Disadvantages of a Supercomputer

By Julius Vandersteen

Even if your organization has researched the benefits and advantages of using a supercomputer to tackle tough and complicated problems, you will find that supercomputers also present some disadvantages. The larger and more powerful the supercomputer is, the more infrastructure and maintenance it requires to perform the calculations you intend to achieve.

Storage and Bandwidth

Researchers use supercomputers to do work with enormous sets of data which they process at a high rate while generating increasingly large amounts of additional data, such as when scientists work on weather forecasting or simulate nuclear bomb detonations. A disadvantage is that supercomputers require massive external storage drives whose bandwidth is fast enough to accommodate the data being analyzed and produced. If storage and bandwidth can’t keep up with the data flow, the supercomputer will not be able to work at its full capacity.

Maintenance and Support

Supercomputer systems are built by connecting multiple processing units and can require large rooms to store them. The large number of processors give off greater heat than standard computers, which is a disadvantage because they require a cooling infrastructure. The supercomputer also needs software to monitor how it is used and to detect failures, and a larger than typical support staff to administer and support the computer, its external storage and high-speed network.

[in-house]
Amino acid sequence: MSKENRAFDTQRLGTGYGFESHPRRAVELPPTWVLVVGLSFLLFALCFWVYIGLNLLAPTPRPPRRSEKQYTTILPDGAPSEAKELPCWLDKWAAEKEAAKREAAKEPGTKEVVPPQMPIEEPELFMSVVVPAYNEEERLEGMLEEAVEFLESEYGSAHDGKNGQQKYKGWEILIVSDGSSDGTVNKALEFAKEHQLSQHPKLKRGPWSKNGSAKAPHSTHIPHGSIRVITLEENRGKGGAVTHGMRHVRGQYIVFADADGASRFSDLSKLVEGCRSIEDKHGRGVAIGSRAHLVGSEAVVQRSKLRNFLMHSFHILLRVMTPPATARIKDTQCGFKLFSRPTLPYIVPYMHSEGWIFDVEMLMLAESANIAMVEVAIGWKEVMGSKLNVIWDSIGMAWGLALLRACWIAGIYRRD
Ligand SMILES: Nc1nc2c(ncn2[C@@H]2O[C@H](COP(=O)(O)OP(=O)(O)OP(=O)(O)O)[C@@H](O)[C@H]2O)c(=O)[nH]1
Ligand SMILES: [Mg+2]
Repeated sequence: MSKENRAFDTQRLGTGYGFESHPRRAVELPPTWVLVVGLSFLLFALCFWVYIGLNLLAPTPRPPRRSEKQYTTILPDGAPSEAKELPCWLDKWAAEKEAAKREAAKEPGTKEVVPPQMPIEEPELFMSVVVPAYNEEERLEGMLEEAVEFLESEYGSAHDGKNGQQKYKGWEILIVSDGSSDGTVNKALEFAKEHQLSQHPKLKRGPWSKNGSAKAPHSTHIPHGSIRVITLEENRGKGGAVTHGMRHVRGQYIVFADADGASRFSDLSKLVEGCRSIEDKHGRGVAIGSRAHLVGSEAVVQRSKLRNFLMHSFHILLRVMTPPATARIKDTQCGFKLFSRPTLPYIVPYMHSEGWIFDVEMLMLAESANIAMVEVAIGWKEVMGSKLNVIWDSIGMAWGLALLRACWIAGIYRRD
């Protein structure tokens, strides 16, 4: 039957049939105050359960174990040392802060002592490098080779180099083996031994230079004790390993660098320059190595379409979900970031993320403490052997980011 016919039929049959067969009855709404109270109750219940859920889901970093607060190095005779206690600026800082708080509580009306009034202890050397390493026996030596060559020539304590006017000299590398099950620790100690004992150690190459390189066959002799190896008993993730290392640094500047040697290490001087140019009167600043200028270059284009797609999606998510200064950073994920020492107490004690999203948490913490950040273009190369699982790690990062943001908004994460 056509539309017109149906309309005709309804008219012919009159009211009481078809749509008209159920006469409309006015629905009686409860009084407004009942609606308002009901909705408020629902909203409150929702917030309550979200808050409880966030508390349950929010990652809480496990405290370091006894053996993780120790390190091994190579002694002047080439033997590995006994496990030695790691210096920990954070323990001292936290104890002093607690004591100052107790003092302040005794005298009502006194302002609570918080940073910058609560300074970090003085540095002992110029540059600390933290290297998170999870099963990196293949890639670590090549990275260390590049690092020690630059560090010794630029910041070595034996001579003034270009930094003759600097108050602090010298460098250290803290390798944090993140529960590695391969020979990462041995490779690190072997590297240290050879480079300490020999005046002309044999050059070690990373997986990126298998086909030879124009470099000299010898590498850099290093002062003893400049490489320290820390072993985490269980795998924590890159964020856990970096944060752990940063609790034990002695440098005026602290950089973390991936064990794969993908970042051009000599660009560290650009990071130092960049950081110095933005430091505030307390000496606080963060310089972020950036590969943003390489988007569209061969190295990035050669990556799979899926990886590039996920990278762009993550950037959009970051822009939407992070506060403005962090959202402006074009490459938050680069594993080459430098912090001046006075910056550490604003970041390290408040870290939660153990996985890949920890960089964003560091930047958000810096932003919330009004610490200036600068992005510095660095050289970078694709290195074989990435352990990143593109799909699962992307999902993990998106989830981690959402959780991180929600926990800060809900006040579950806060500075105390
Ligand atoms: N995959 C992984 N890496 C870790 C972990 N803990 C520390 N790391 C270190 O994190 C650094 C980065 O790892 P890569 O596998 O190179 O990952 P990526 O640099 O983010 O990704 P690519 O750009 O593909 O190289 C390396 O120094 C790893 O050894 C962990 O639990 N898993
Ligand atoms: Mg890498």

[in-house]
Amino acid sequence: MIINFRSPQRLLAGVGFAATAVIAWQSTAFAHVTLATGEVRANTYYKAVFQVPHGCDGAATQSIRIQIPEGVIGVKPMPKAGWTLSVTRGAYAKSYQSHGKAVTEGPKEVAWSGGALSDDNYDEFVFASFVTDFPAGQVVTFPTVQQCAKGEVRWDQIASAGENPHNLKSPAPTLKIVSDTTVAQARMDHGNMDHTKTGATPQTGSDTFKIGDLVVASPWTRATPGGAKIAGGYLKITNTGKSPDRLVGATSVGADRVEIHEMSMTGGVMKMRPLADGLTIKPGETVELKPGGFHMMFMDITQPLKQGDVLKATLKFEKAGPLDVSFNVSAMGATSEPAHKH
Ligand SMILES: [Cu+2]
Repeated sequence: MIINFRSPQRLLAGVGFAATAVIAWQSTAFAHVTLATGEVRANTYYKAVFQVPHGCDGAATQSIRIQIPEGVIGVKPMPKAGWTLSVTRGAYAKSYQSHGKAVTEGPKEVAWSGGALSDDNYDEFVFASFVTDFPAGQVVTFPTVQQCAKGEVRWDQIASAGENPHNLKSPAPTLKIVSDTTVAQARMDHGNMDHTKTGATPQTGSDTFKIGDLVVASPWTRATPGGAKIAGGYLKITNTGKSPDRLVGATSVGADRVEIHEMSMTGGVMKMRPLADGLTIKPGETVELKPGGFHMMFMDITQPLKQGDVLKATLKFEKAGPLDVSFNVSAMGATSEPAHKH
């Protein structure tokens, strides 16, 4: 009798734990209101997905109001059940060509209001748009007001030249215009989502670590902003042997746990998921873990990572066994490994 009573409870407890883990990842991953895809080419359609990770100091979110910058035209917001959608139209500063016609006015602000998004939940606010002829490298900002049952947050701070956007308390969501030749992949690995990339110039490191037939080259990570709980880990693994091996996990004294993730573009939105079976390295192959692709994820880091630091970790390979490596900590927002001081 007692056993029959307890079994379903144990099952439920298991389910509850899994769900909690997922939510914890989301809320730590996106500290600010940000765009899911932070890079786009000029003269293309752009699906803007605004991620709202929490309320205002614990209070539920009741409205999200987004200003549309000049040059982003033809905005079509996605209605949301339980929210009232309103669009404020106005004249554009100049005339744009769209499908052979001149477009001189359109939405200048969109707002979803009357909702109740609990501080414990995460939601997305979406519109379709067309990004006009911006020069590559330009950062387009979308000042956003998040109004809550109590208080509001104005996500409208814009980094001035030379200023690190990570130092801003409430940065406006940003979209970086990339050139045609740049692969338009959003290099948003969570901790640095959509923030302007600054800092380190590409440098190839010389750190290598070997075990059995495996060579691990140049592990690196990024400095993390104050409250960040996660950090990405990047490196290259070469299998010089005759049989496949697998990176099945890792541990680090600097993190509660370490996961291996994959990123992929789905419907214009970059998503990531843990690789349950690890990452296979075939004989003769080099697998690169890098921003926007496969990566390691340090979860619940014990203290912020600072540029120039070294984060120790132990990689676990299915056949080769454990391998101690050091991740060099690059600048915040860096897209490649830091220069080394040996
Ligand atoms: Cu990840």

A supercomputer that can simulate the location of potential oil deposits or the progress of various permutations of a hurricane system can cost a lot of money, which could be a disadvantage if your organization must work with a limited budget. For example, an IBM Watson supercomputer” costs about $3 million, according to Computerworld magazine. The Fujitsu’s K Computer for the Riken Advanced Institute of Computational Science in Kobe, Japan cost $1.2 billion to build and requires $10 million per year for operational costs, according to the Atlantic.

Processing Time

Unlike ordinary desktop computers that may finish calculating a problem in a few minutes or overnight, supercomputers work on tasks that require intensive calculations which can take extremely long periods to complete. For example, a supercomputer could spend months performing calculations to support research on climate change or to help cure a disease, presenting a disadvantage to people who are in a hurry for quick results.